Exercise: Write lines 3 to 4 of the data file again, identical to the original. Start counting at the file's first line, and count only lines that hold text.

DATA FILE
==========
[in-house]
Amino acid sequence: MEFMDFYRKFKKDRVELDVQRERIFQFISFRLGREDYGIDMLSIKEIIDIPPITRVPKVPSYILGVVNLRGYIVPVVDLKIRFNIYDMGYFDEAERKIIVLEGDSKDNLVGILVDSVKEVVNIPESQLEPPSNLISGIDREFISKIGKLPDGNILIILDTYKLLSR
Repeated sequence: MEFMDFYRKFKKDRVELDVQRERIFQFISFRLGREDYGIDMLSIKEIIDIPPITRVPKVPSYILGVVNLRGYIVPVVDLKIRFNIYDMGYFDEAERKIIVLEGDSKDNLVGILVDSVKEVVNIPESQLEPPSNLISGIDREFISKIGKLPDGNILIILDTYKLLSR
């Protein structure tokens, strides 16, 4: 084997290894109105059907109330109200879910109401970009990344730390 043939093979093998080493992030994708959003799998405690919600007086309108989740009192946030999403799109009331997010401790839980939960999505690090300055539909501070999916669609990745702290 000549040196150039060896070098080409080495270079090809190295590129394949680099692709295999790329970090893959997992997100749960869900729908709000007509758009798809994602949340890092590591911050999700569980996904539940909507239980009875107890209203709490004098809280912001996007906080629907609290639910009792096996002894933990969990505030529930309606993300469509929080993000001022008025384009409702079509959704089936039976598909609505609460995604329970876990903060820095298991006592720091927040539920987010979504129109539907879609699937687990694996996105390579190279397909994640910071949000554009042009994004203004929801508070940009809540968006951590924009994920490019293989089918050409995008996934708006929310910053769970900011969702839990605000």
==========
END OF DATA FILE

Repeated sequence: MEFMDFYRKFKKDRVELDVQRERIFQFISFRLGREDYGIDMLSIKEIIDIPPITRVPKVPSYILGVVNLRGYIVPVVDLKIRFNIYDMGYFDEAERKIIVLEGDSKDNLVGILVDSVKEVVNIPESQLEPPSNLISGIDREFISKIGKLPDGNILIILDTYKLLSR
């Protein structure tokens, strides 16, 4: 084997290894109105059907109330109200879910109401970009990344730390 043939093979093998080493992030994708959003799998405690919600007086309108989740009192946030999403799109009331997010401790839980939960999505690090300055539909501070999916669609990745702290 000549040196150039060896070098080409080495270079090809190295590129394949680099692709295999790329970090893959997992997100749960869900729908709000007509758009798809994602949340890092590591911050999700569980996904539940909507239980009875107890209203709490004098809280912001996007906080629907609290639910009792096996002894933990969990505030529930309606993300469509929080993000001022008025384009409702079509959704089936039976598909609505609460995604329970876990903060820095298991006592720091927040539920987010979504129109539907879609699937687990694996996105390579190279397909994640910071949000554009042009994004203004929801508070940009809540968006951590924009994920490019293989089918050409995008996934708006929310910053769970900011969702839990605000």